The Thai government yesterday pledged to ensure justice for Chinese victims of a tour boat that sank in a storm off the southern resort island of Phuket, killing 42 people and leaving 14 missing.
Thai Minister for Tourism and Sports Weerasak Kowsurat said the government will “spare no one” as it seriously investigates the tragedy.
Police were investigating whether the double-decker Phoenix dive boat had been inspected by marine officials as required before it set sail on Thursday, Weerasak said.
The Thai Meteorological Department issued warnings for small ships not to go to sea that day, but bigger boats, such as the Phoenix, could sail after inspection.
The boat, with 105 people, including 93 tourists, capsized and sank after it was hit by 5m waves.
The testimonies of 40 witnesses showed that the captains of the Phoenix and another boat that also sank on Thursday had “acted carelessly,” local police chief Sorasak Yenprem said.
All the passengers from the second ship were rescued.
The captains have been charged, but they denied the allegations, Sorasak said, adding that investigations are ongoing.
“We will ensure that those responsible are brought to justice,” Weerasak said.
The government would bolster security regulations to prevent similar accidents, and intensify efforts to restore trust and confidence in the country’s tourism sector, he added.
The disaster did not appear to deter visitors, with dozens of Western and some Chinese tourists yesterday leaving on boats for diving and cruise trips, despite a warning issued by the department for smaller ships not to go to sea.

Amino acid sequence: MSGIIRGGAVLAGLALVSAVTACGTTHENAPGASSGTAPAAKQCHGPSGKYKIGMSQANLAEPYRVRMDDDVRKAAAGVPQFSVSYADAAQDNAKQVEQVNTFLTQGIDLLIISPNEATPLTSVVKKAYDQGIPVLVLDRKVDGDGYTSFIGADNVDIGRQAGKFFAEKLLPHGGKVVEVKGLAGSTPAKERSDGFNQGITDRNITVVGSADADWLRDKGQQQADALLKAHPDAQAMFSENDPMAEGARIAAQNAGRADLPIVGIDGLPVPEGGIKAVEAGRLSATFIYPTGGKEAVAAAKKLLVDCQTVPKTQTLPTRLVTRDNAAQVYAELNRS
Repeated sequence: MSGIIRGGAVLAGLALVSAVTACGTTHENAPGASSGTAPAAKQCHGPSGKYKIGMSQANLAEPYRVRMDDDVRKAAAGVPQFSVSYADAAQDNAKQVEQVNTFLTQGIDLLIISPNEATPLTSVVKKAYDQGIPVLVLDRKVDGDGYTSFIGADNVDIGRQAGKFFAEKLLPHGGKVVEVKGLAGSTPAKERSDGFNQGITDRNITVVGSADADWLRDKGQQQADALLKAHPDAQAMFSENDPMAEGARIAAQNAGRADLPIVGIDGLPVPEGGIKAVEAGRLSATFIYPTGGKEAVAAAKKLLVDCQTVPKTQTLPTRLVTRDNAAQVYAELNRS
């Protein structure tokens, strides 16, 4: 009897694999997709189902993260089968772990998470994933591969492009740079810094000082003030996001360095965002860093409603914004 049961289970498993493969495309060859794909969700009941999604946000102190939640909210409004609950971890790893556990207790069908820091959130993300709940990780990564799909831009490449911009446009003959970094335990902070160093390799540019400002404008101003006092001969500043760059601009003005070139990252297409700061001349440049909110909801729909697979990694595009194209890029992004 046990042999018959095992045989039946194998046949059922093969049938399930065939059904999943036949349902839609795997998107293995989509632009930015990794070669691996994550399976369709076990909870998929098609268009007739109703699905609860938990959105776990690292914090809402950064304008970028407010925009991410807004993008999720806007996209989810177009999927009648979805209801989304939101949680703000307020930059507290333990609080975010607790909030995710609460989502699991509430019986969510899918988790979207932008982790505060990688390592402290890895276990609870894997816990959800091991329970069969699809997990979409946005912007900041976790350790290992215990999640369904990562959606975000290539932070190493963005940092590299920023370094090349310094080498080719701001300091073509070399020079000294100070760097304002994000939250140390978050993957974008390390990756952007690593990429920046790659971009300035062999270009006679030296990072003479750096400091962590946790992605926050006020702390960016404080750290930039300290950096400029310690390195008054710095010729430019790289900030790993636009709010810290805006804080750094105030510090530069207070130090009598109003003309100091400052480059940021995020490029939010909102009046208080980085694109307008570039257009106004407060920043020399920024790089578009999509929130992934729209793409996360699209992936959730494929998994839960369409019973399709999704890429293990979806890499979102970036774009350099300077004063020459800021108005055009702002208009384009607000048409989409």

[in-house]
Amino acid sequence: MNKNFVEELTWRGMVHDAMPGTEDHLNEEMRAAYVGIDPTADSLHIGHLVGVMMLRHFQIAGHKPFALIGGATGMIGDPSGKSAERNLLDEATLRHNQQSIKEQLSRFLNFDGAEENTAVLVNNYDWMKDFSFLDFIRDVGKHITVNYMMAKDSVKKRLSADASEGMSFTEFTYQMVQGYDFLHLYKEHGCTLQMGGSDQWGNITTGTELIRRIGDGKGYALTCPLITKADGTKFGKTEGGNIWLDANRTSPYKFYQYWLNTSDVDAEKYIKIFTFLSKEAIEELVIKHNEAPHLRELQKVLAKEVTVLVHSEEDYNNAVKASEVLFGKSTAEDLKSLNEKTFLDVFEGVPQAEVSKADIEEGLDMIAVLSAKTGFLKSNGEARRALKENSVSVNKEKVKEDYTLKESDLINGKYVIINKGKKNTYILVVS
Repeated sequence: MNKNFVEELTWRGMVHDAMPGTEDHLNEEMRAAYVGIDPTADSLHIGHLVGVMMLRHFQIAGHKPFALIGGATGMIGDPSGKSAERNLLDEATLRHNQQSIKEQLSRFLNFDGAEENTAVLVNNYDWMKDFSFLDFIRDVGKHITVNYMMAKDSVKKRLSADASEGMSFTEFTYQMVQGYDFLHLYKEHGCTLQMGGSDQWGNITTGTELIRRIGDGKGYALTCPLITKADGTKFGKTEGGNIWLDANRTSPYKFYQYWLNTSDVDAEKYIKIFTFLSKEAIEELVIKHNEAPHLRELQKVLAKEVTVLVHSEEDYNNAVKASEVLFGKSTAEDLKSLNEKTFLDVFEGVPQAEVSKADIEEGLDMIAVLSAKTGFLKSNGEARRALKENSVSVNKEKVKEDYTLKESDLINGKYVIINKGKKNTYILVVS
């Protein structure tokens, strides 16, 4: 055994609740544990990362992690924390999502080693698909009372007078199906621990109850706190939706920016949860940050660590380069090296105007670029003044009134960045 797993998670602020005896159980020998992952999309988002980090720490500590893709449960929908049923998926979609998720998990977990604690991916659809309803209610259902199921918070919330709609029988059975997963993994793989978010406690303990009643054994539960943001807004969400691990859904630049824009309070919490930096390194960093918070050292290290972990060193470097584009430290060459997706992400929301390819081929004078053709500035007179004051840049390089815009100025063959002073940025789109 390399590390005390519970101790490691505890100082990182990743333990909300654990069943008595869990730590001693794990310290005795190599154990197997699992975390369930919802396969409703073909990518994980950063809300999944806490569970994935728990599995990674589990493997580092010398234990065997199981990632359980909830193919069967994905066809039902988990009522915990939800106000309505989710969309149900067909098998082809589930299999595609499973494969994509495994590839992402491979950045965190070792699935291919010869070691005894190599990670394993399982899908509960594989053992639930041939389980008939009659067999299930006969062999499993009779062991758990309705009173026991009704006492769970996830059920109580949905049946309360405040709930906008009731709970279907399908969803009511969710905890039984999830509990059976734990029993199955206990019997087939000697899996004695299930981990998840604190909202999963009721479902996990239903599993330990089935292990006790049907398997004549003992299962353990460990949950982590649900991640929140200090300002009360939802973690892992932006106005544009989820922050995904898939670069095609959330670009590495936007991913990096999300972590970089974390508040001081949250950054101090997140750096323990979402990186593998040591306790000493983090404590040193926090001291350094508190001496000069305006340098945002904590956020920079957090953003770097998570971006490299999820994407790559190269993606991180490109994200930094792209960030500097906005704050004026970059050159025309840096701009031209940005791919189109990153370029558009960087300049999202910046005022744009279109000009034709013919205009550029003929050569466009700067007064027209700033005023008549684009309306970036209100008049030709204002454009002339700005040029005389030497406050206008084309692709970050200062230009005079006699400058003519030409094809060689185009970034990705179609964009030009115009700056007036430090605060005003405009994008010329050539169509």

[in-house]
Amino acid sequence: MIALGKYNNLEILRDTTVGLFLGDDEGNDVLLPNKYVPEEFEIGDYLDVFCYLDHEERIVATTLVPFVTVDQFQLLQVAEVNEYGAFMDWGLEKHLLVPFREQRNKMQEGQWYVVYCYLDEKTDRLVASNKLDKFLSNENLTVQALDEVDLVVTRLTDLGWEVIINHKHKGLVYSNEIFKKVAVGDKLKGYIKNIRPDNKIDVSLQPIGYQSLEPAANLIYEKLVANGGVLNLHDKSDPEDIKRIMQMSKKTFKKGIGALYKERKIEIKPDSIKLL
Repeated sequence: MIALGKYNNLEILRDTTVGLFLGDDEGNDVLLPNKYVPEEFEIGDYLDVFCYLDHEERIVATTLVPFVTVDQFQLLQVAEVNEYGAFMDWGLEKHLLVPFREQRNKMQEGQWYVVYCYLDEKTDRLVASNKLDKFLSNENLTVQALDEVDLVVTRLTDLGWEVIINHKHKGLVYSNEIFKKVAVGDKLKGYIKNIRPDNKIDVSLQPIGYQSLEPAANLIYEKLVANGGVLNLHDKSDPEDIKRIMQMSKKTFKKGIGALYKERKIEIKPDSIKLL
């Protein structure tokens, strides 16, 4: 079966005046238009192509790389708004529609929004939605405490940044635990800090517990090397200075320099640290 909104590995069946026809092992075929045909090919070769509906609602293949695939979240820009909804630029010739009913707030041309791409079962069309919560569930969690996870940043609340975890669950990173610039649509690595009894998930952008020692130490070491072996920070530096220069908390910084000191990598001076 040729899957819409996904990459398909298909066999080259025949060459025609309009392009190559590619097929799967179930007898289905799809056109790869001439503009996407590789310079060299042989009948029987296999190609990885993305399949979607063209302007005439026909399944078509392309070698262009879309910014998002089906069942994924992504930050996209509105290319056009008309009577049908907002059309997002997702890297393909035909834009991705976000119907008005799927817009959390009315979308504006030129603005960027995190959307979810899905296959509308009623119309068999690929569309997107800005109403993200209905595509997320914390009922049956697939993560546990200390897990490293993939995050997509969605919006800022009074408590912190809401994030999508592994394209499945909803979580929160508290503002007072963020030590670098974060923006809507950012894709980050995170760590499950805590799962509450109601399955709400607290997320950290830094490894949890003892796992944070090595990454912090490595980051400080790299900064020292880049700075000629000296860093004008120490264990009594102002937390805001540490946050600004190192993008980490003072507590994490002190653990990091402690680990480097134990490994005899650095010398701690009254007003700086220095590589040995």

Yi Mao Ling, a 63-year-old tourist from Kunming, said he was perplexed by the tragedy as he walked up to a boat with his children and grandchildren for an island trip.
“It makes me feel uncomfortable, but we can go. I am not worried,” he told reporters.
More than 30 divers were involved in an operation yesterday to flip the sunken Phoenix to retrieve a body trapped underneath, Thai Rear Admiral Charoenpol Kumrasi said.
They will need more time and equipment to raise the wreckage, which is sitting about 40m beneath the surface, he said.
The search for the missing would also continue, he said, with divers and helicopters searching areas around the site and the nearby sea.
Nearly a dozen Chinese divers were taking part in the search.
French diver Laurent Couleau said a pair of legs was seen dangling from beneath the hull when he and other divers entered the wreck on Saturday.
He said it was traumatic seeing bodies, including those of several young children, in the boat’s cabins, some wearing life jackets.
Couleau said he took a dive group out on the same route and on the same day when the Phoenix sank.
He said the weather in the morning was good, and that the storm came suddenly with very strong wind and waves that rocked his boat as it sailed back to pier.
A Chinese survivor related his ordeal to China’s CGTN television.
“The waves were really high and stormy; they were hitting the boat constantly. I was with my sister, brother and two friends from school. All of them are dead. I feel terrible,” Huang Jun Siong said. “I only broke my hand. I was climbing up to the top of the boat, but stuff was flying around everywhere. A big piece of glass hit me.”
Many Chinese have volunteered their services at the hospital to help distraught relatives.
“Even though we are doctors, in this situation, it makes us feel that life is so fragile,” said Fang Han Yi, a medical student from Wuhan, who volunteered at the hospital on Saturday.
She was in Bangkok with her two friends, but said they abandoned their holiday plans and flew to Phuket to help out.
She said one of the most heartbreaking scene at the hospital were that of four Chinese students who survived the ordeal, but their friend died.
The five, from Guangdong Province, just graduated from high school and came to Phuket to celebrate, she said.
“Two of the boys held each other so tight and cried uncontrollably,” Fang said. “We cried with them.”
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